Virtue is Knowledge; Wickedness is Ignorance

The Big Picture

Socrates lived about 400 years before Jesus Christ. And about 400 years before Socrates, lived the wisest king of Israel: King Solomon. In his introduction to Proverbs, in the 7th verse of chapter one, Solomon said,

“The fear of the Lord is the beginning of knowledge.”

The beginning of what? I can’t believe it. 400 years after Socrates, Jesus seemed to have similar view. 400 years before Socrates, King Solomon provided partial introduction to the concept of “knowledge” that seemed to align with the two. Did these three people conspire to convince me to accept a concept I have not believed?

The Complete Idiot’s Guide to Philosophy 3rd Edition by Jay Stevenson provides me a more enlightening explanation: the three major areas of philosophy which are BEING or EXISTENCE (Ontology), KNOWING (Epistemology), and ACTING (Ethics) are interconnected. There are different schools of thoughts. One school of thoughts says that our knowledge about KNOWING (about how we know and understand things) are based on our knowledge of our EXISTENCE. In other words, we base our knowledge about “knowledge” on how we understand the existence of our world, of ourselves.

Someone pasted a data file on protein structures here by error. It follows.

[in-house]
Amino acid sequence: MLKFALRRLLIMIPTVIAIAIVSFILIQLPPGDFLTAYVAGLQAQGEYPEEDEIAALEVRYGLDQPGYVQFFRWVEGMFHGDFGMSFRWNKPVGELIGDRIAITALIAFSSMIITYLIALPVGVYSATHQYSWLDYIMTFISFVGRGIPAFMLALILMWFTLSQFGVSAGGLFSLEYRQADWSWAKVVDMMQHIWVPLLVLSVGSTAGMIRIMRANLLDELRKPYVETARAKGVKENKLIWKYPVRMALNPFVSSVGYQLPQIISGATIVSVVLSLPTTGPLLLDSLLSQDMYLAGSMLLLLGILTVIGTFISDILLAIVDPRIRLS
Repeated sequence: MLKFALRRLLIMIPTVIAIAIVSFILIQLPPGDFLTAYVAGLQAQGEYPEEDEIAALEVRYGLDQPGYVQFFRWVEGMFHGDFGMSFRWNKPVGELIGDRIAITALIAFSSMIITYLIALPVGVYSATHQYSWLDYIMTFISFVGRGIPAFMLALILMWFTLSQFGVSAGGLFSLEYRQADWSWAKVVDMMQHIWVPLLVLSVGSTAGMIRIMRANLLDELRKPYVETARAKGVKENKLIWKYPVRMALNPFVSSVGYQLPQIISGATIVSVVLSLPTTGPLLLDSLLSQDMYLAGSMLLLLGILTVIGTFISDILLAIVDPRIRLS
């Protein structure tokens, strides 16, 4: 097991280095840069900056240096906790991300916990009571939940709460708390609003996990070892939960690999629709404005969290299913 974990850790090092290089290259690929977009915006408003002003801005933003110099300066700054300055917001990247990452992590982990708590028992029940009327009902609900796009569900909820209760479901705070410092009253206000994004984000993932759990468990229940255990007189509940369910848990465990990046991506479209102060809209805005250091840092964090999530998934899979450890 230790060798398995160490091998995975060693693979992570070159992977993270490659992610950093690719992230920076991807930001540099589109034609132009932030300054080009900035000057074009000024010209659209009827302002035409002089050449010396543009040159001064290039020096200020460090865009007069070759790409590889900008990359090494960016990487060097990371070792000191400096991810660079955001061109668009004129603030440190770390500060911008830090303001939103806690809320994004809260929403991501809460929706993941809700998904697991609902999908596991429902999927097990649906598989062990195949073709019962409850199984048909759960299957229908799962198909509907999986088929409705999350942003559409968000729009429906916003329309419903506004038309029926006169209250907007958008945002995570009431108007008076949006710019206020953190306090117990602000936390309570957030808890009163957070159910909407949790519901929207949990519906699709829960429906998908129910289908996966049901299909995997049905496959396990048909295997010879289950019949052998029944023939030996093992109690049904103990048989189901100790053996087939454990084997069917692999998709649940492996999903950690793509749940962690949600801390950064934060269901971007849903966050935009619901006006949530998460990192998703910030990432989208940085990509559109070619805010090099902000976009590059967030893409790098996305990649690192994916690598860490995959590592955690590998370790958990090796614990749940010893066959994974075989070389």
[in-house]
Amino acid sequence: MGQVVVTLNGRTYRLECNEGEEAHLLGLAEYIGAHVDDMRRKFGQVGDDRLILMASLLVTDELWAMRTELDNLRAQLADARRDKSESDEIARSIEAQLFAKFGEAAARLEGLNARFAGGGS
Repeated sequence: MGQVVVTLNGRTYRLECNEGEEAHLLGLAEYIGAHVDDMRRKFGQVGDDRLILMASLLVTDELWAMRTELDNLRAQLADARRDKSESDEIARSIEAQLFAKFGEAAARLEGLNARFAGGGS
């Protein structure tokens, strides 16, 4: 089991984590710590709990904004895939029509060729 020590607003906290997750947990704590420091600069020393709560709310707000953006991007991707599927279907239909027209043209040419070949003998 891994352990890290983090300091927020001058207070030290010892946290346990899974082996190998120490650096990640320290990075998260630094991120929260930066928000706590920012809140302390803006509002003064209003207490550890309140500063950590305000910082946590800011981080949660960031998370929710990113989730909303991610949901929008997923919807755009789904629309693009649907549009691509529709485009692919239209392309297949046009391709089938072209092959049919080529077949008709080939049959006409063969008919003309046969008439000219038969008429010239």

The source of everything is also the source of knowledge. God is the source of all creation, including us. And He is also the source of our knowledge about all creation. A person who does not acknowledge God as the source of creation might have a very different viewpoint from the one who does acknowledge God.

Knowledge begins when we acknowledge the source of all creation, the beginning of all things—God. We know and understand things because God revealed those things to us by providing us the capacity to know. Knowledge begins when we know who the source of our knowledge is.

7 thoughts on “Virtue is Knowledge; Wickedness is Ignorance

  1. I think Socrates was right . . . we all do the best we can, with the information we have at the time….. the determining factor may be whether or not “knowing” is the same as “internalizing” a truth . . . once internalized, knowing becomes true knowledge . . .just a thought . . . ♥♥ Janet

    1. Hello Janet, thanks for sharing your thoughts!

      Yes you’re right. And I like your term “internalizing” what we know. It took me four pages in this article before I reached that same conclusion when I used the phrase “holistic way” in describing “knowing.”

      “Once ‘internalized’—when we include all our four dimensions: mind, heart, body, spirit—knowing becomes true knowledge. I like the way you put it.

      Thanks a lot Janet! 🙂

    1. Yes Sarah, and maybe there are still more.
      In fact I’m already thinking of another one.

      Thanks for stopping by and for sharing a thought! 🙂

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